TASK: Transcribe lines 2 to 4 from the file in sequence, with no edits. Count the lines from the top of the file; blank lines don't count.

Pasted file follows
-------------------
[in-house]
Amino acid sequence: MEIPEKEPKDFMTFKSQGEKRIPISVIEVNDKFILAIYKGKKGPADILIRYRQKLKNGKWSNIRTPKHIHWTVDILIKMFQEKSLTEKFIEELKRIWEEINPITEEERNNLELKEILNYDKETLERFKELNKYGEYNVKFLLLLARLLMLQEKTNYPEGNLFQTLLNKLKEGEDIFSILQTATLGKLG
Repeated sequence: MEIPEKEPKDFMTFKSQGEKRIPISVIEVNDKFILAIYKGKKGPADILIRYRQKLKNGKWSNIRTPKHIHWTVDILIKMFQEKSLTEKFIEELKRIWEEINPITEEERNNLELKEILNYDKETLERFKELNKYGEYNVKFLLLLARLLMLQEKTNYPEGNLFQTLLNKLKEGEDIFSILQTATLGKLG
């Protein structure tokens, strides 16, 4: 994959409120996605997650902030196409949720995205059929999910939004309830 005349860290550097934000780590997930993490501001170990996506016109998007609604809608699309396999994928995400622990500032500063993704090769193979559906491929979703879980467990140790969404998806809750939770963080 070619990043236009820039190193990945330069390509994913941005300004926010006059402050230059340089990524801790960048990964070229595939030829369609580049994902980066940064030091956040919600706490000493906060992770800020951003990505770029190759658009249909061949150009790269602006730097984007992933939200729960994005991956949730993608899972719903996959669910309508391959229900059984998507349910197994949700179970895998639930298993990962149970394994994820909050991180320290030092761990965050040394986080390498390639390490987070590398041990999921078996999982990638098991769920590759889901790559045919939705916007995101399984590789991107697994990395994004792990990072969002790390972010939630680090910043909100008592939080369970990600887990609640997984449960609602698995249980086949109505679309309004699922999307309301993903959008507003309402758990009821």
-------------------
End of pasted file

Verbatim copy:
Amino acid sequence: MEIPEKEPKDFMTFKSQGEKRIPISVIEVNDKFILAIYKGKKGPADILIRYRQKLKNGKWSNIRTPKHIHWTVDILIKMFQEKSLTEKFIEELKRIWEEINPITEEERNNLELKEILNYDKETLERFKELNKYGEYNVKFLLLLARLLMLQEKTNYPEGNLFQTLLNKLKEGEDIFSILQTATLGKLG
Repeated sequence: MEIPEKEPKDFMTFKSQGEKRIPISVIEVNDKFILAIYKGKKGPADILIRYRQKLKNGKWSNIRTPKHIHWTVDILIKMFQEKSLTEKFIEELKRIWEEINPITEEERNNLELKEILNYDKETLERFKELNKYGEYNVKFLLLLARLLMLQEKTNYPEGNLFQTLLNKLKEGEDIFSILQTATLGKLG
């Protein structure tokens, strides 16, 4: 994959409120996605997650902030196409949720995205059929999910939004309830 005349860290550097934000780590997930993490501001170990996506016109998007609604809608699309396999994928995400622990500032500063993704090769193979559906491929979703879980467990140790969404998806809750939770963080 070619990043236009820039190193990945330069390509994913941005300004926010006059402050230059340089990524801790960048990964070229595939030829369609580049994902980066940064030091956040919600706490000493906060992770800020951003990505770029190759658009249909061949150009790269602006730097984007992933939200729960994005991956949730993608899972719903996959669910309508391959229900059984998507349910197994949700179970895998639930298993990962149970394994994820909050991180320290030092761990965050040394986080390498390639390490987070590398041990999921078996999982990638098991769920590759889901790559045919939705916007995101399984590789991107697994990395994004792990990072969002790390972010939630680090910043909100008592939080369970990600887990609640997984449960609602698995249980086949109505679309309004699922999307309301993903959008507003309402758990009821």